After months of deliberation, the Bargersville Town Council approved a 417-home subdivision.
Sawyer Farms will be located south of County Road 144, bordered by Saddle Club South to the north, and West Old Town Bargersville, Morris Meadows and Highland Knoll to the south. The project survived a split vote from the council. Three of the five members, including James Rumell II, Andrew Greenwood and R. Dustin Doyle, voted in favor of the project. Ruth Ann Moore and Susie Qualls voted against it.
The project will include 72 two-unit paired villa buildings with an estimated value of $278,000 per unit, 157 smart homes valued at $320,000, and 116 prestige homes valued at $420,000. Similar homes in the area are selling for about $450,000, so that estimate is conservative, said Eric Prime of Van Valer Law Firm, which represents M/I Homes, the builder.
After the project received an unfavorable recommendation from the Bargersville Plan Commission in March, the Columbus, Ohio-based developer made adjustments to the project to make it more desirable to Bargersville residents and town council members who would have the final say.
Bargersville resident Branden Ray had concerns about buffering and an entrance with acceleration and deceleration lanes from N. 450 W., known as Runyon Road, to the subdivision.
M/I homes nixed that entrance from the plans, and pledged a 20-foot buffer between Sawyer Farms and Ray’s property, which will be filled in with trees. While there will be roads that link Sawyer Farms to adjacent neighborhoods, the only entrance from a main road to Sawyer Farms will be off County Road 144.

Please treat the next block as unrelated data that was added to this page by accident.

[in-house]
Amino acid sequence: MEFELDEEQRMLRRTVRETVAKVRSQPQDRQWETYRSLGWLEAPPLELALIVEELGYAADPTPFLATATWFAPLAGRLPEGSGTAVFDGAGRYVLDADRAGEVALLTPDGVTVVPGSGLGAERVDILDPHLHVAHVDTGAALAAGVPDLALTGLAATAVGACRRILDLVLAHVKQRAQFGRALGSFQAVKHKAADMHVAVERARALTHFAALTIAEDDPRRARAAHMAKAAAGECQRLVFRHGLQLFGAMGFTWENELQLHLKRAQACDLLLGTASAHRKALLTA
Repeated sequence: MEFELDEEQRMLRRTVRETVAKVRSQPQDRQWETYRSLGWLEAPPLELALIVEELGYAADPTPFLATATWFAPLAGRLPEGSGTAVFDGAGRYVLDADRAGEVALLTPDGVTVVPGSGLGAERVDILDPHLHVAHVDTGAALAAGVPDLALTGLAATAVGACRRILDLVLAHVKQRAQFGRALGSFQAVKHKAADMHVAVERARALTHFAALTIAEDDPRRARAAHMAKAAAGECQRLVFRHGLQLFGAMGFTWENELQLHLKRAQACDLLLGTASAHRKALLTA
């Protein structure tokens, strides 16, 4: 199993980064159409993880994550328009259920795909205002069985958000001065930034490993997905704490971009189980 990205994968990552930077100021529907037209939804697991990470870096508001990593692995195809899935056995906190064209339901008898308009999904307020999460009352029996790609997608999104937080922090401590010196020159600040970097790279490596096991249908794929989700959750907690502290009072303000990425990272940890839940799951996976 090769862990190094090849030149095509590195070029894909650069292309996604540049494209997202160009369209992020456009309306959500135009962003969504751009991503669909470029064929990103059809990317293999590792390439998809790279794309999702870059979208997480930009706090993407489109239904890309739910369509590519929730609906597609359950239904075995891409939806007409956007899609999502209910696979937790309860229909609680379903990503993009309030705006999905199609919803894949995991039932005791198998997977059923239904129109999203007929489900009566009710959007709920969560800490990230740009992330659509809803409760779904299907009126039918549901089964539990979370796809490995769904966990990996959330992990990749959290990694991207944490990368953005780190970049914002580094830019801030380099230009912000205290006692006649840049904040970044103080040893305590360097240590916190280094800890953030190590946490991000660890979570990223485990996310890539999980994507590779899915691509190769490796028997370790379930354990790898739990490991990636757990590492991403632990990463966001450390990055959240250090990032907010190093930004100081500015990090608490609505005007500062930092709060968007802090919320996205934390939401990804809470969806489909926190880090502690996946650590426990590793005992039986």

Other changes include enhanced masonry and another 20-foot buffer on Eastview Drive.
The final plan also increases green space by 2.14 acres to 40.5 acres, about 23.9% of the 169.3 acres allotted to the development. With plans for more than two homes per acre, the density is less dense than nearby subdivisions West Old Town Bargersville, Morris Meadows and Highland Knolls, which all have at least three homes per acre. Less density should ease residents’ concerns about traffic, Prime said.
Addressing a concern of the council, M/I Homes added language to the proposal that would prevent a buyer from purchasing the subdivision and renting it out. Also, to prevent short-term rentals, all leases will have to be at least a year.
Despite changes to the plans, Moore still had concerns that caused her to vote against the project, she said.
“At first, I was against (Sawyer Farms) totally, but as time went on, the developer made several concessions which I believe improved the project for the town and the concerned neighbors,” Moore said. “In the end, my main concerns were the increased traffic on a small county road and the size of the development.”
M/I Homes plans to start construction by the end of the year or early next year.